Tanczos says he's been hearing that message for years. "I've talked to people from the 60s who talk about the Buddha sticks they used to smoke back then. Based on my own personal experience as well, there's stuff that's been around for a very long time that's very strong."
Tricklebank says from a police and health point of view, it's all about harm, with cannabis leading to around 2000 hospital admissions a year. And, he says, cannabis is a "stepping stone" into the illicit world.
"I hate to use the word `gateway' but I've never met a P-user who hasn't smoked cannabis." He says the police focus is not on cannabis users. "It's not police policy to go looking for users. We're looking for the cultivators, the middlemen, the gangs and the dealers."
But Quinn says too many police resources have been wasted prosecuting adult cannabis users, when the focus should be on going after those dealing to young people. He says the clear intent of the Misuse of Drugs Act when it was written in the 1970s was to differentiate the adult social user from the dealer pushing drugs to children.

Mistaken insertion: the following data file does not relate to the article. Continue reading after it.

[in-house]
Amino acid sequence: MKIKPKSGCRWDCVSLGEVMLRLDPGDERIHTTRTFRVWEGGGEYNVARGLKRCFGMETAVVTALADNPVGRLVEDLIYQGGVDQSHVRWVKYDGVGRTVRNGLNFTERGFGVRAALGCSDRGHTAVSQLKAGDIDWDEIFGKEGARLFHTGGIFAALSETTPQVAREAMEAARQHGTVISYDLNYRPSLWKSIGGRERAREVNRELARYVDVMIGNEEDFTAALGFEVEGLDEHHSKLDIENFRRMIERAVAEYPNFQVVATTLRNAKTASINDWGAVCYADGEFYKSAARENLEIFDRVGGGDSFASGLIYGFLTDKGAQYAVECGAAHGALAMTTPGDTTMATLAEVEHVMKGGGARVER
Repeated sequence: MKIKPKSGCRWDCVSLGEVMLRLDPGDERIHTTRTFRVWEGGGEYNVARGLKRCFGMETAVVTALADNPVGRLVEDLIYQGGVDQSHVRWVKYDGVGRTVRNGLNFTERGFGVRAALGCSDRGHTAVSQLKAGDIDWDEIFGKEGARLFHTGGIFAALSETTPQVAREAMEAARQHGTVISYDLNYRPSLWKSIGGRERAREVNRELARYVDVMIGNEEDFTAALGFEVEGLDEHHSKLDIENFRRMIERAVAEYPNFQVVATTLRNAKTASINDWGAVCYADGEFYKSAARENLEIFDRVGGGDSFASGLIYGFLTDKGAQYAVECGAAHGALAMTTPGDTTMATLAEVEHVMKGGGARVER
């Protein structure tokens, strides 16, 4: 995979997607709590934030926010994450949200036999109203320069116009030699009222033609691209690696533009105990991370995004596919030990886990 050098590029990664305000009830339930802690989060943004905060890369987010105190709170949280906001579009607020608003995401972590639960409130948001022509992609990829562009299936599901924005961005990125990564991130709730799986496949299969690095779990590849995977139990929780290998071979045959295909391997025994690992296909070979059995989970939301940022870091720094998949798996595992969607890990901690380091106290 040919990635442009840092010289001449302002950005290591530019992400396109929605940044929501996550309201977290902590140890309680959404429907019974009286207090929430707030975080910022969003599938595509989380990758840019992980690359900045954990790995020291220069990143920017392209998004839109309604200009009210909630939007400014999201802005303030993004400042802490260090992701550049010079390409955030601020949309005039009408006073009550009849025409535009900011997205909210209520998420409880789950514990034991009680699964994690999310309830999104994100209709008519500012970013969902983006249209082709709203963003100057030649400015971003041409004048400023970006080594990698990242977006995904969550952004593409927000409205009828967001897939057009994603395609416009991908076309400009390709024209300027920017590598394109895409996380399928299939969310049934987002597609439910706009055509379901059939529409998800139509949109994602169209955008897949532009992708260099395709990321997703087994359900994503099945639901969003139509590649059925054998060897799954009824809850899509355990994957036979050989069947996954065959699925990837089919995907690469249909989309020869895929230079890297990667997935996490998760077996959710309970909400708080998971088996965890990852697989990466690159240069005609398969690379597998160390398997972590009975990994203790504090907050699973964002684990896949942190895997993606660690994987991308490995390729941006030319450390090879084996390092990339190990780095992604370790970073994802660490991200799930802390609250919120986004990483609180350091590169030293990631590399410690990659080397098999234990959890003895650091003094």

"Police ignored that completely and dealt with all offenders in the cannabis realm exactly the same. I think that was a tactical mistake. The law in New Zealand and the law in Holland is almost identical – it's the manner in which law enforcement agencies enforce the law that is different in the two countries."
Quinn wrote a paper several years ago, for which he took considerable flak from his colleagues, in which he recommended issuing a caution to people caught with cannabis in the first instance, followed by a formal warning on any subsequent occasion and a prosecution only after a third offence.